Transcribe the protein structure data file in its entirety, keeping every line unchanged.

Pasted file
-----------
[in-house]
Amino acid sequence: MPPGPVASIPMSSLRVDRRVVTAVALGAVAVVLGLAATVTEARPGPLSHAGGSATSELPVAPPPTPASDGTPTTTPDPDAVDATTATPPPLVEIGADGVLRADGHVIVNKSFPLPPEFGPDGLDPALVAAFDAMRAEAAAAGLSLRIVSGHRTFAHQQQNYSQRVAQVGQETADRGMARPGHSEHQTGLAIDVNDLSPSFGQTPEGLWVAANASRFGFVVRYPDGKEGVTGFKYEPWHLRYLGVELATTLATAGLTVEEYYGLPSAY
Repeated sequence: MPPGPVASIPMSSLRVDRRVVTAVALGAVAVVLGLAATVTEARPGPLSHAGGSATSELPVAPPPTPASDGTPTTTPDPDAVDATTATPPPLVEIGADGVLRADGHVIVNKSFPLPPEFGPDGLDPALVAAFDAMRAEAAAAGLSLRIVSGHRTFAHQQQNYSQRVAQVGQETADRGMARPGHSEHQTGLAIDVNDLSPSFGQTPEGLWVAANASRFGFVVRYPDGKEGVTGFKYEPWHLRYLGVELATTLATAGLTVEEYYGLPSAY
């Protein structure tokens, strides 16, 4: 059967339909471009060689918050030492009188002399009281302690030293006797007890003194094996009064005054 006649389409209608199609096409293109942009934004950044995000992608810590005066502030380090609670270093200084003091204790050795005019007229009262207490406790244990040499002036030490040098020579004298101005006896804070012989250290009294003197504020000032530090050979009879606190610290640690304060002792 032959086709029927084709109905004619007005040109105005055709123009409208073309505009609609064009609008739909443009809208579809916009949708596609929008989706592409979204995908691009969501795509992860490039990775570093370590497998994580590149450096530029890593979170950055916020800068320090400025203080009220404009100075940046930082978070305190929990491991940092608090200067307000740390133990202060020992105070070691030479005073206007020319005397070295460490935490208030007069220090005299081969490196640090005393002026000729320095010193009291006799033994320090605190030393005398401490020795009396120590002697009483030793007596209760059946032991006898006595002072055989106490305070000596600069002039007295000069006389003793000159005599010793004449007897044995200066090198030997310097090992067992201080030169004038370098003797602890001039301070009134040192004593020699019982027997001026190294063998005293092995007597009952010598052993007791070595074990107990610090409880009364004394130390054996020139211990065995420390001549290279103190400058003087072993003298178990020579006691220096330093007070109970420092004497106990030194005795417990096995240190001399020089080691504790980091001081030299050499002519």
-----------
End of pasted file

[in-house]
Amino acid sequence: MPPGPVASIPMSSLRVDRRVVTAVALGAVAVVLGLAATVTEARPGPLSHAGGSATSELPVAPPPTPASDGTPTTTPDPDAVDATTATPPPLVEIGADGVLRADGHVIVNKSFPLPPEFGPDGLDPALVAAFDAMRAEAAAAGLSLRIVSGHRTFAHQQQNYSQRVAQVGQETADRGMARPGHSEHQTGLAIDVNDLSPSFGQTPEGLWVAANASRFGFVVRYPDGKEGVTGFKYEPWHLRYLGVELATTLATAGLTVEEYYGLPSAY
Repeated sequence: MPPGPVASIPMSSLRVDRRVVTAVALGAVAVVLGLAATVTEARPGPLSHAGGSATSELPVAPPPTPASDGTPTTTPDPDAVDATTATPPPLVEIGADGVLRADGHVIVNKSFPLPPEFGPDGLDPALVAAFDAMRAEAAAAGLSLRIVSGHRTFAHQQQNYSQRVAQVGQETADRGMARPGHSEHQTGLAIDVNDLSPSFGQTPEGLWVAANASRFGFVVRYPDGKEGVTGFKYEPWHLRYLGVELATTLATAGLTVEEYYGLPSAY
């Protein structure tokens, strides 16, 4: 059967339909471009060689918050030492009188002399009281302690030293006797007890003194094996009064005054 006649389409209608199609096409293109942009934004950044995000992608810590005066502030380090609670270093200084003091204790050795005019007229009262207490406790244990040499002036030490040098020579004298101005006896804070012989250290009294003197504020000032530090050979009879606190610290640690304060002792 032959086709029927084709109905004619007005040109105005055709123009409208073309505009609609064009609008739909443009809208579809916009949708596609929008989706592409979204995908691009969501795509992860490039990775570093370590497998994580590149450096530029890593979170950055916020800068320090400025203080009220404009100075940046930082978070305190929990491991940092608090200067307000740390133990202060020992105070070691030479005073206007020319005397070295460490935490208030007069220090005299081969490196640090005393002026000729320095010193009291006799033994320090605190030393005398401490020795009396120590002697009483030793007596209760059946032991006898006595002072055989106490305070000596600069002039007295000069006389003793000159005599010793004449007897044995200066090198030997310097090992067992201080030169004038370098003797602890001039301070009134040192004593020699019982027997001026190294063998005293092995007597009952010598052993007791070595074990107990610090409880009364004394130390054996020139211990065995420390001549290279103190400058003087072993003298178990020579006691220096330093007070109970420092004497106990030194005795417990096995240190001399020089080691504790980091001081030299050499002519």